One of the great dilemmas, I find, in composing film reviews, is exactly how large of a part I, the reviewer, should play in the text. Am I to objectively review it, coolly and at a distance, as a supposed professional should do? Or, since cinema is a personal art medium, meant to provoke a reaction, should I make each and every film a personalized, individual experience, and every review a narrative reflective of that?
Being the fairly passionate individual that I am, I naturally lean towards the second option. The fact that I bring it up in this review is indicative of that. And another strong argument for this argument is my reaction to Alexander Payne’s new work “The Descendants”.
I am a Hawaiian. My white father (a “haole”, as natives call it) married my Pearl City-native mother 23 years ago, and have made it a point to get us out to that state as much as they possibly can. The result is my fairly deep knowledge of Hawaiian culture, and if not knowledge then a sentimental passion. All the memories I hold there and will continue to make there carried over into my viewing of “The Descendants”, set on the Hawaiian islands. That alone would have made it an emotional trip for me, but the fact that the film itself is a raw, messy, unfiltered mess of emotions turned something poignant into something transformative. This is an amazing work.
“The Descendants” continues George Clooney’s untouchable run as the premier, capital-M movie star of this generation. He plays Matt King, a man whose family is forced to sell a fairly unique generational heir-loom — 250,000 acres of premium Ka’aui real estate. All the while, he’s juggling trying to keep his troubled daughters’ heads above water as his wife lay in a coma that, his doctors say, she probably won’t ever wake up from. When his elder daughter, Alex, casually drops the revelation that prior to the coma she was cheating for quite some time, things really spiral out of control.
In a world soaked with animated films, sequels, films based on toys and films made to sell toys, experiences like “The Descendants” are hard to come by. It’s a film without much flash or pizzazz to its direction, simply a faith that we, the audience, can connect with and be moved by the characters’ experiences. It works. Writer-director Alexander Payne has been biding his time since 2004’s “Sideways”, and working with such emotional material as this, I can see why.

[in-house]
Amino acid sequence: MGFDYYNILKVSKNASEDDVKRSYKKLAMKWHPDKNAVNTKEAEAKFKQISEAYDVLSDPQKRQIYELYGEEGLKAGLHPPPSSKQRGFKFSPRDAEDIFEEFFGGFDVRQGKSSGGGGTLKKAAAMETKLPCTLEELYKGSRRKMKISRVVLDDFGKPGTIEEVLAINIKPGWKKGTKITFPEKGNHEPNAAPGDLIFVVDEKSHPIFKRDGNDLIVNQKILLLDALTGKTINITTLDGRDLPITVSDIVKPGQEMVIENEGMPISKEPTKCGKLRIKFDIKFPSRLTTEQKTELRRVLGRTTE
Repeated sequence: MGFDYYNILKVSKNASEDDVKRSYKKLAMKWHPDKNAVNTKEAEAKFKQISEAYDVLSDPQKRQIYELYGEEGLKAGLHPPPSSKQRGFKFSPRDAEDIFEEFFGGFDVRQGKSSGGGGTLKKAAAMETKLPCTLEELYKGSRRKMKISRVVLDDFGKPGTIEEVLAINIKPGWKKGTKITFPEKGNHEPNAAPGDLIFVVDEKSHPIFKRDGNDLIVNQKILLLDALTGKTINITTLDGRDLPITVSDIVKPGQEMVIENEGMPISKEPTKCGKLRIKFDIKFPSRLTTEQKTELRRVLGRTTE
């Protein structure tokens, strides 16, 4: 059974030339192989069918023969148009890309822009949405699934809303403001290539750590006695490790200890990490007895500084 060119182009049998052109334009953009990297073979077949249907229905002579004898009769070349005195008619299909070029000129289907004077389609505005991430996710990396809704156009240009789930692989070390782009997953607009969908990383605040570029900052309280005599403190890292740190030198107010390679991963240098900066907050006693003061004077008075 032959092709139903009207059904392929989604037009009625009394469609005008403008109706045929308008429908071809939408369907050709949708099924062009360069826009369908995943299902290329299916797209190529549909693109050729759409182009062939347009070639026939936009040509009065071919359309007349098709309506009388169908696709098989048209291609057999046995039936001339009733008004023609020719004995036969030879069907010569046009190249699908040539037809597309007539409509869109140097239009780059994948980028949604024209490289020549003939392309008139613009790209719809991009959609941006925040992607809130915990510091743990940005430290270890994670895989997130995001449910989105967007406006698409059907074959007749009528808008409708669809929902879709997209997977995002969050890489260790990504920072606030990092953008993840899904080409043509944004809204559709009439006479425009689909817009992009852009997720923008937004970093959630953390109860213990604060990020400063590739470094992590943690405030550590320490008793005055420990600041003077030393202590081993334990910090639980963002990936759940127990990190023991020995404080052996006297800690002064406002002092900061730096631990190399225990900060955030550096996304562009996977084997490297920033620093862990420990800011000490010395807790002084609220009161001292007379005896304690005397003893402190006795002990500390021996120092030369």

“The Descendants”, like all of Payne’s work, strikes an uncanny balance between the humorous and the heartbreaking. It’d be a crime to undersell just how funny Clooney, his daughters, and Alex’s imbecile boyfriend Sid are together. But at the same time, a lot of the humor stems from the imperfections and flaws these characters carry with them, giving every laugh a wounded resonance, bordering on discomfort.
It almost seems redundant at this point to praise Clooney — I feel like every year he drops a performance or two labelled as Oscar-worthy, (“Up in the Air”, “Michael Clayton”, this year’s own “Ides of March”) but it’s only because he’s willing to dig deeper and take on greater challenges than any of his contemporaries. This may be the first film I’ve seen where the guy actually begins to show his age — Clooney de-glamourized, if you will.
But where “The Descendants” really surprised me were the performances of his family. Clooney’s younger daughter, Scottie, serves as both the film’s comic relief and sense of purity. It seems everyone in this film is damaged but her, although her profanity-laden one-liners certainly suggest otherwise. The pothead tag-along in the family, Alex’s boyfriend Sid, is hysterical. Scenes where he interacts with his elders are among the funniest of the year. But this being an Alexander Payne film, he too gets an exchange later in the film that strips us of our assumptions of his character.
But what may be the finest performance of the film is Shailene Woodley as Matt’s hard-partying daughter, Alex herself. She takes what could have been a whiny, one-note character and infuses her with life — yes, sarcasm and sass, but also warmth and humor, grace and intelligence. One scene where she learns her mother’s condition and screams furiously underwater in a pool is unforgettable.
And Hawaii in this film — I couldn’t have asked for a more perfect representation. It’s set more in the suburbs of the islands rather than the postcard-esque vistas, and is a superb, but most importantly accurate realization of an amazing place. Simply put, “The Descendants” is one of the most unique, touching American films released in the time since I began reviewing. Through the eyes of one of the most glamorous men on the planet, it faces some very ugly truths dead in the eye — truths about dysfunction, jealousy, family, and how the three will always to some extent be intertwined. A